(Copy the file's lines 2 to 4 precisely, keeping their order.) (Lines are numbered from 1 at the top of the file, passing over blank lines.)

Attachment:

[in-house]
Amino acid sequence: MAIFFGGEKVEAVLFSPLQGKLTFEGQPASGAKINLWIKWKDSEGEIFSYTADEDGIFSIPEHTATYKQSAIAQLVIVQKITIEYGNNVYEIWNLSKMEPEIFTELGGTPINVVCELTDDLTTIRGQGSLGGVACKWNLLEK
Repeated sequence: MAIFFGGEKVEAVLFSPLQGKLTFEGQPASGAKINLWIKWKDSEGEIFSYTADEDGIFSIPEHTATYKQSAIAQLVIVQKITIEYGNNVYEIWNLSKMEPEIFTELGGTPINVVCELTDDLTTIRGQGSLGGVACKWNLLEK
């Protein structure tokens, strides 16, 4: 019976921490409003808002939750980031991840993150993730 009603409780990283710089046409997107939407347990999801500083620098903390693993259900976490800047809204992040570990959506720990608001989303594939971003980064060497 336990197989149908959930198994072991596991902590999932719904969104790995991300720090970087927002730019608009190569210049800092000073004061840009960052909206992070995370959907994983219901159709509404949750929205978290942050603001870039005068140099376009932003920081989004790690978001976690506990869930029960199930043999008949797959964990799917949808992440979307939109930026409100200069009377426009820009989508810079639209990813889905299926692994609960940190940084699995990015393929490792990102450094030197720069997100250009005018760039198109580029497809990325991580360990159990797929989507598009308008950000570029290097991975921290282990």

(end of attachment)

Amino acid sequence: MAIFFGGEKVEAVLFSPLQGKLTFEGQPASGAKINLWIKWKDSEGEIFSYTADEDGIFSIPEHTATYKQSAIAQLVIVQKITIEYGNNVYEIWNLSKMEPEIFTELGGTPINVVCELTDDLTTIRGQGSLGGVACKWNLLEK
Repeated sequence: MAIFFGGEKVEAVLFSPLQGKLTFEGQPASGAKINLWIKWKDSEGEIFSYTADEDGIFSIPEHTATYKQSAIAQLVIVQKITIEYGNNVYEIWNLSKMEPEIFTELGGTPINVVCELTDDLTTIRGQGSLGGVACKWNLLEK
């Protein structure tokens, strides 16, 4: 019976921490409003808002939750980031991840993150993730 009603409780990283710089046409997107939407347990999801500083620098903390693993259900976490800047809204992040570990959506720990608001989303594939971003980064060497 336990197989149908959930198994072991596991902590999932719904969104790995991300720090970087927002730019608009190569210049800092000073004061840009960052909206992070995370959907994983219901159709509404949750929205978290942050603001870039005068140099376009932003920081989004790690978001976690506990869930029960199930043999008949797959964990799917949808992440979307939109930026409100200069009377426009820009989508810079639209990813889905299926692994609960940190940084699995990015393929490792990102450094030197720069997100250009005018760039198109580029497809990325991580360990159990797929989507598009308008950000570029290097991975921290282990």